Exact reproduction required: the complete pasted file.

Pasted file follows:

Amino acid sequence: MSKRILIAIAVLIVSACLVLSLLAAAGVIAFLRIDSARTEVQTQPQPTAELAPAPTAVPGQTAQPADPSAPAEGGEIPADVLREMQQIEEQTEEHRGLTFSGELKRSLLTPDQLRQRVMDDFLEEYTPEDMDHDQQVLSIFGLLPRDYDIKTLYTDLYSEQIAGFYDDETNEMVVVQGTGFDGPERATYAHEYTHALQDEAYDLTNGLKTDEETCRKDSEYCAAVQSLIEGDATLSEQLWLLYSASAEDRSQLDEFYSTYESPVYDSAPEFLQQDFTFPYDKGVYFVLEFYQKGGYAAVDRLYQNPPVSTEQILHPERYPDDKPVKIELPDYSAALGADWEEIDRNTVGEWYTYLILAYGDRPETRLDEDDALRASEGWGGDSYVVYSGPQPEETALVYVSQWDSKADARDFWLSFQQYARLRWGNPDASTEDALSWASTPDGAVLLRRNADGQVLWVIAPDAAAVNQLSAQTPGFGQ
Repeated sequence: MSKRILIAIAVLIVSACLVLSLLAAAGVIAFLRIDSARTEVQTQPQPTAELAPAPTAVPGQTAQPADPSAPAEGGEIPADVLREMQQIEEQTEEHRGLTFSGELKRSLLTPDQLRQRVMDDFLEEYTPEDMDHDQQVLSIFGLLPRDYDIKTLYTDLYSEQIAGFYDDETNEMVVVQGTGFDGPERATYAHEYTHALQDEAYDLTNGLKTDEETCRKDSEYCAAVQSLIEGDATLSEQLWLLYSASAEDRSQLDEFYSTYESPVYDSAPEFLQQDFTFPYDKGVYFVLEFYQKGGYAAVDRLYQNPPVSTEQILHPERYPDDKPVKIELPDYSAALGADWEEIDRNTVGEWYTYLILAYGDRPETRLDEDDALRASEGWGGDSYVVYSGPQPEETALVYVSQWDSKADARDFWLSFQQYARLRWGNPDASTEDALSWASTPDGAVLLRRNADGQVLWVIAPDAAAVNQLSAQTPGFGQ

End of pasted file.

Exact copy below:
Amino acid sequence: MSKRILIAIAVLIVSACLVLSLLAAAGVIAFLRIDSARTEVQTQPQPTAELAPAPTAVPGQTAQPADPSAPAEGGEIPADVLREMQQIEEQTEEHRGLTFSGELKRSLLTPDQLRQRVMDDFLEEYTPEDMDHDQQVLSIFGLLPRDYDIKTLYTDLYSEQIAGFYDDETNEMVVVQGTGFDGPERATYAHEYTHALQDEAYDLTNGLKTDEETCRKDSEYCAAVQSLIEGDATLSEQLWLLYSASAEDRSQLDEFYSTYESPVYDSAPEFLQQDFTFPYDKGVYFVLEFYQKGGYAAVDRLYQNPPVSTEQILHPERYPDDKPVKIELPDYSAALGADWEEIDRNTVGEWYTYLILAYGDRPETRLDEDDALRASEGWGGDSYVVYSGPQPEETALVYVSQWDSKADARDFWLSFQQYARLRWGNPDASTEDALSWASTPDGAVLLRRNADGQVLWVIAPDAAAVNQLSAQTPGFGQ
Repeated sequence: MSKRILIAIAVLIVSACLVLSLLAAAGVIAFLRIDSARTEVQTQPQPTAELAPAPTAVPGQTAQPADPSAPAEGGEIPADVLREMQQIEEQTEEHRGLTFSGELKRSLLTPDQLRQRVMDDFLEEYTPEDMDHDQQVLSIFGLLPRDYDIKTLYTDLYSEQIAGFYDDETNEMVVVQGTGFDGPERATYAHEYTHALQDEAYDLTNGLKTDEETCRKDSEYCAAVQSLIEGDATLSEQLWLLYSASAEDRSQLDEFYSTYESPVYDSAPEFLQQDFTFPYDKGVYFVLEFYQKGGYAAVDRLYQNPPVSTEQILHPERYPDDKPVKIELPDYSAALGADWEEIDRNTVGEWYTYLILAYGDRPETRLDEDDALRASEGWGGDSYVVYSGPQPEETALVYVSQWDSKADARDFWLSFQQYARLRWGNPDASTEDALSWASTPDGAVLLRRNADGQVLWVIAPDAAAVNQLSAQTPGFGQ